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By | Kelly Fiveash 18th April 2007 12:02

Data chief does a Bronson over Grange Hill firm's CV exposé

You boy!

The independent body responsible for enforcing the Data Protection Act has expressed concern about Lime Pictures' monumental technical cock-up which exposed thousands of individuals' personal details on its website.

A spokesperson at the Information Commissioner's Office (ICO) told The Register: "It is a matter of concern if a job applicant's personal details remained available on the website in question for several days.

"Obviously, doing business online has great advantages for organisations and individuals. However, as this incident illustrates, it is important to ensure that the appropriate technical and organisational measures are in place to ensure that personal information is properly protected."

As we revealed yesterday, the Grange Hill and Hollyoaks TV firm had been displaying up to 20,000 filled-in applications - including home addresses and employment history - on the job section of its website for at least several days.

But the sensitive data could in fact have been accessible from the moment the website went live, with poorly developed code being the likely cause of the error.

Lime Pictures denied that the information had continued to be available after it was first told about the problem last Friday.

However, anyone that visited the Lime Pictures website was able to continually access the highly sensitive data throughout Monday, despite repeated calls to the firm to sort the mess out.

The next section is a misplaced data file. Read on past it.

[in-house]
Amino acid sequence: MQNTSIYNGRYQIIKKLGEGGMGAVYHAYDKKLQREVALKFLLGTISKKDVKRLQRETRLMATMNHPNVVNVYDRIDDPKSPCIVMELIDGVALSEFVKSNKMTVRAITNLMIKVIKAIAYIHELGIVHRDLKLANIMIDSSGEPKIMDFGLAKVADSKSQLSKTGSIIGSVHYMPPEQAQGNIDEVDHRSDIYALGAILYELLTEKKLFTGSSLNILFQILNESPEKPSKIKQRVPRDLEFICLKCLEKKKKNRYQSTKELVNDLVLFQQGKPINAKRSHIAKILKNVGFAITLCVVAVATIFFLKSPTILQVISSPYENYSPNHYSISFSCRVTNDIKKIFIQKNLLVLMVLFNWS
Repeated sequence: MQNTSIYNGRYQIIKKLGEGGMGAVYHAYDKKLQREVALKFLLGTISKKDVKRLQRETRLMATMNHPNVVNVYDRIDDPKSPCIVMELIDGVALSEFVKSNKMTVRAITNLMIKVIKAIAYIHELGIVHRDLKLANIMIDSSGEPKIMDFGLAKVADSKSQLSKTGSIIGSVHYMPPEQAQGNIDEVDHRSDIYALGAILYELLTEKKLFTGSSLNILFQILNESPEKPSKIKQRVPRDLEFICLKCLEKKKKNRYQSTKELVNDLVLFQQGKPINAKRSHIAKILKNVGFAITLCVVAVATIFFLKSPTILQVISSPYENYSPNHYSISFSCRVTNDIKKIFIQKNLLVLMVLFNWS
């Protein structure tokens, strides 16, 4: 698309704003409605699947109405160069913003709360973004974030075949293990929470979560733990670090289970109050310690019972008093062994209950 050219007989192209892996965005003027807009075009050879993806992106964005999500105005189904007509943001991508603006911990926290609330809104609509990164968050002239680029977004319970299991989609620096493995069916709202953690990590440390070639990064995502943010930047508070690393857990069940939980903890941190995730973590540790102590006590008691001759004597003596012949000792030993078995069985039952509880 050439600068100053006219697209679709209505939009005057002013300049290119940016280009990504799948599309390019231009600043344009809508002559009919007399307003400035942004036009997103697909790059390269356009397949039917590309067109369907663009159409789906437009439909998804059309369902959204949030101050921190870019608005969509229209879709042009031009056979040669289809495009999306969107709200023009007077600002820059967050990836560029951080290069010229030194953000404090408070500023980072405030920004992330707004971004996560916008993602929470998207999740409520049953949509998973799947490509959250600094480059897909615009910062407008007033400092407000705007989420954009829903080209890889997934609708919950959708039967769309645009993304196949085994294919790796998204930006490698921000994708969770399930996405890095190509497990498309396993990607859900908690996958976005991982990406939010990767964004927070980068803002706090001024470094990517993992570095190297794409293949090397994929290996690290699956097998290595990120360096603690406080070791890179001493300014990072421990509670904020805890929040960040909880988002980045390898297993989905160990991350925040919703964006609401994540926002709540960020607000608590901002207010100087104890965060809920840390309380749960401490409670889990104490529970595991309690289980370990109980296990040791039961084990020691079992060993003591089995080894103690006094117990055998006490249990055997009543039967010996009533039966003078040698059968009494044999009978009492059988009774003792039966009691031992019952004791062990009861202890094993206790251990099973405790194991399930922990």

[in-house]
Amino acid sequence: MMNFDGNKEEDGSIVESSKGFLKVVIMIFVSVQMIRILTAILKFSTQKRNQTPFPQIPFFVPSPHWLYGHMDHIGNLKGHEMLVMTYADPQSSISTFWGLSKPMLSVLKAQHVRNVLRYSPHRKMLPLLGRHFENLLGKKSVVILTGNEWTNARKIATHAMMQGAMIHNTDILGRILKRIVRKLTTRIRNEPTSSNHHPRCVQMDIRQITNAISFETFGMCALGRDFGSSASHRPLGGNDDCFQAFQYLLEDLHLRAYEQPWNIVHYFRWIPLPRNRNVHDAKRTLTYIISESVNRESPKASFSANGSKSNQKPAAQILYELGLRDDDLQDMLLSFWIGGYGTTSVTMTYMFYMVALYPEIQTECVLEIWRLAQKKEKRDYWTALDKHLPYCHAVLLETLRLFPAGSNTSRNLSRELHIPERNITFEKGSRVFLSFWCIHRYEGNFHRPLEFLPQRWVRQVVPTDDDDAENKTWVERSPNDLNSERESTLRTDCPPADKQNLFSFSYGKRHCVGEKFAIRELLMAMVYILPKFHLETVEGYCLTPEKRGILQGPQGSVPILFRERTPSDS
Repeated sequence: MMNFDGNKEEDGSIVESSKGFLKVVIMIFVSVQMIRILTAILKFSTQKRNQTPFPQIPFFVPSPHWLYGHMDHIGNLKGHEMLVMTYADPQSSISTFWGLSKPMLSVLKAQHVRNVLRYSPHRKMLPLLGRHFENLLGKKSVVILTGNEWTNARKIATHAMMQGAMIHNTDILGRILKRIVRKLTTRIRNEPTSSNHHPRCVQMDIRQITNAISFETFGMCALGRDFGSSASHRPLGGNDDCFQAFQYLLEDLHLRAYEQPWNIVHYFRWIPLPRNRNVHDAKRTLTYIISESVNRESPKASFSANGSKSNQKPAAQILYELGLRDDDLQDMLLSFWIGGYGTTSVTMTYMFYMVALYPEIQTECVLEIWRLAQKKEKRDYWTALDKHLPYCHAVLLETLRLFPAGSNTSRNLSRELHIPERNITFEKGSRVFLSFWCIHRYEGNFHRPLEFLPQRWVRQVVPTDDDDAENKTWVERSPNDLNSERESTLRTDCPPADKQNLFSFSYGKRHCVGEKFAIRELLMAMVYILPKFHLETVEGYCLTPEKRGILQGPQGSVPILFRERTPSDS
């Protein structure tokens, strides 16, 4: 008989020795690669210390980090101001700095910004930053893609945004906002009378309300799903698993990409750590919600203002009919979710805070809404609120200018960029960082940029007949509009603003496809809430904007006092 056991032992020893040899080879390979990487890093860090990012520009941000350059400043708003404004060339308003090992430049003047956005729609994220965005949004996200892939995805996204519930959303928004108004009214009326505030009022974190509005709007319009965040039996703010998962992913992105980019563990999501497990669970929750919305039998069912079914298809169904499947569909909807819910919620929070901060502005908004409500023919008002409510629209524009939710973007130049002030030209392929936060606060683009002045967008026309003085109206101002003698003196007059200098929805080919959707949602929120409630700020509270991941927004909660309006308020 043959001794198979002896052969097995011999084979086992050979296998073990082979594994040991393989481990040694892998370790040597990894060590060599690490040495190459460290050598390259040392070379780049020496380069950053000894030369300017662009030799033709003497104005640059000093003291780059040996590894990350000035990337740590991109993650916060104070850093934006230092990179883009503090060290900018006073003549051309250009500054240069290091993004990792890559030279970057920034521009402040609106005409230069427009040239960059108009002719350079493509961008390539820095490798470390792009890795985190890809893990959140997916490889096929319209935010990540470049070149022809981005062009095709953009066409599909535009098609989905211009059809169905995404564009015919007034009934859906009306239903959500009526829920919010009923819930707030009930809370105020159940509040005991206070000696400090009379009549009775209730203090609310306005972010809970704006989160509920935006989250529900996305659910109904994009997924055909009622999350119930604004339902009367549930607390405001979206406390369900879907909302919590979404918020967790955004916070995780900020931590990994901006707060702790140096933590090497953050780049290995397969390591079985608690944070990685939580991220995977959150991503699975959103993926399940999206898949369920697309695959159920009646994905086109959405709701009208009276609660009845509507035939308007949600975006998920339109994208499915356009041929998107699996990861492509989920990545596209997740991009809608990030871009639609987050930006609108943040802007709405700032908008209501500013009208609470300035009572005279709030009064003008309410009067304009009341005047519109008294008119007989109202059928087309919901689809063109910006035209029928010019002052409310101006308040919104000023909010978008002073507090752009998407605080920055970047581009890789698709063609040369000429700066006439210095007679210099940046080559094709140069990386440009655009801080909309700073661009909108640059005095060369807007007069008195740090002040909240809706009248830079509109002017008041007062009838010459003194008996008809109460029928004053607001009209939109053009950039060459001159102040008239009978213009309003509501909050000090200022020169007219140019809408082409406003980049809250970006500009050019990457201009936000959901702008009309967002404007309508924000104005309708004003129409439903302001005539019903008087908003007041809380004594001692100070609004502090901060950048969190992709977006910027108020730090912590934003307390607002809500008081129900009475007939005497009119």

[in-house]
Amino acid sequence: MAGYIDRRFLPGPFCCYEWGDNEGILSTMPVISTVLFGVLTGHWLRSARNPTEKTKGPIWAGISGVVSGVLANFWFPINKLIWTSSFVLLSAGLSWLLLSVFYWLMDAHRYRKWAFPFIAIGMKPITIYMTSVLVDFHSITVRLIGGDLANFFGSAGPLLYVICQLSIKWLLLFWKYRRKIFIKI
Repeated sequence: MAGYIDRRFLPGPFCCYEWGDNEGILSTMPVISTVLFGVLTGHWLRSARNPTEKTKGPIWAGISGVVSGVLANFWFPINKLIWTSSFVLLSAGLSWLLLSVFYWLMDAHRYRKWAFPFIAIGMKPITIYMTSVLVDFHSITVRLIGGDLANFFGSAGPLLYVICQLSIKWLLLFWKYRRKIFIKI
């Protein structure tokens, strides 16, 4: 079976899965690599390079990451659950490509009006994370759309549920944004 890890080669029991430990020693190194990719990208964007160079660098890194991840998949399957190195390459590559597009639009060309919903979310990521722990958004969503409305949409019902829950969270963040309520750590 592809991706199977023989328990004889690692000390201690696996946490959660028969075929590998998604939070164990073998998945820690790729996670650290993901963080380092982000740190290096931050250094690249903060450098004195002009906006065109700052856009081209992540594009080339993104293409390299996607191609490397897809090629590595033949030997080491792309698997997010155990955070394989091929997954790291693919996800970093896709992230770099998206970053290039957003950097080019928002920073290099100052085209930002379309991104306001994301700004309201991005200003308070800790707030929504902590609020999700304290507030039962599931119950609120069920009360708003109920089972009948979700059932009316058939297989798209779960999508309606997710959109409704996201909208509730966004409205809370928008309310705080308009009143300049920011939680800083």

The job section of the website was finally taken down late afternoon on Monday, but a simple search showed that the information could still be accessed via Google's cached links.

Under the Data Protection Act, rules clearly state that "personal data kept for any purpose shouldn't be kept for longer than necessary". However, Lime Pictures appears to have retained a lengthy history of all previous job applicants on its system.

The ICO says any UK-based company that processes personal details has "to comply with the rules imposed by the Data Protection Act, which include the obligation to store personal information securely".

If a company fails to adhere to what is defined as "strict rules of good practice" with the personal data it handles, individuals are advised to file a complaint to the ICO.

Speaking about Lime Pictures' handling of the website error, the ICO spokesperson said: "If an individual has any concerns about the way in which their personal data has been processed they should contact the ICO."

El Reg asked Lime Pictures for reassurance that such a data protection error would not happen again, and what security measures the TV firm was putting in place, but it is yet to provide a response.

There's more information on the Data Protection Act here. ®

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